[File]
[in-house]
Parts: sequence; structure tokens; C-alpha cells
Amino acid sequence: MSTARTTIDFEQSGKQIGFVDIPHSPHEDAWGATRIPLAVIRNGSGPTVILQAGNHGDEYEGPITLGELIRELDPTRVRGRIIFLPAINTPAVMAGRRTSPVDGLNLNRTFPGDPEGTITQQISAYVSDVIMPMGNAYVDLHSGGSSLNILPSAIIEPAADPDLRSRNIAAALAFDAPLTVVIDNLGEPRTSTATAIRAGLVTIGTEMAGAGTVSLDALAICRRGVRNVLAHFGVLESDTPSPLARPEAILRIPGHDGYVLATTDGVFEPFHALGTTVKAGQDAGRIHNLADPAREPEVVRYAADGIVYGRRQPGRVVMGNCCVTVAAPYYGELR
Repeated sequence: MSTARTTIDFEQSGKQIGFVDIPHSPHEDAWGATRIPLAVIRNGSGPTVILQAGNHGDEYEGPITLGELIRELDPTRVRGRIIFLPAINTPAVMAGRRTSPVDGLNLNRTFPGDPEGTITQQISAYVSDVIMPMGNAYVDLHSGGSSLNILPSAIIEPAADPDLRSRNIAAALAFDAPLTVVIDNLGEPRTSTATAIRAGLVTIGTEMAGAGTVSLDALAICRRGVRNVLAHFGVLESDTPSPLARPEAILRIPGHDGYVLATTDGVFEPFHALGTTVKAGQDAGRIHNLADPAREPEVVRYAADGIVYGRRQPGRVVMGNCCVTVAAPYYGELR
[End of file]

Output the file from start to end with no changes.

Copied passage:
[in-house]
Parts: sequence; structure tokens; C-alpha cells
Amino acid sequence: MSTARTTIDFEQSGKQIGFVDIPHSPHEDAWGATRIPLAVIRNGSGPTVILQAGNHGDEYEGPITLGELIRELDPTRVRGRIIFLPAINTPAVMAGRRTSPVDGLNLNRTFPGDPEGTITQQISAYVSDVIMPMGNAYVDLHSGGSSLNILPSAIIEPAADPDLRSRNIAAALAFDAPLTVVIDNLGEPRTSTATAIRAGLVTIGTEMAGAGTVSLDALAICRRGVRNVLAHFGVLESDTPSPLARPEAILRIPGHDGYVLATTDGVFEPFHALGTTVKAGQDAGRIHNLADPAREPEVVRYAADGIVYGRRQPGRVVMGNCCVTVAAPYYGELR
Repeated sequence: MSTARTTIDFEQSGKQIGFVDIPHSPHEDAWGATRIPLAVIRNGSGPTVILQAGNHGDEYEGPITLGELIRELDPTRVRGRIIFLPAINTPAVMAGRRTSPVDGLNLNRTFPGDPEGTITQQISAYVSDVIMPMGNAYVDLHSGGSSLNILPSAIIEPAADPDLRSRNIAAALAFDAPLTVVIDNLGEPRTSTATAIRAGLVTIGTEMAGAGTVSLDALAICRRGVRNVLAHFGVLESDTPSPLARPEAILRIPGHDGYVLATTDGVFEPFHALGTTVKAGQDAGRIHNLADPAREPEVVRYAADGIVYGRRQPGRVVMGNCCVTVAAPYYGELR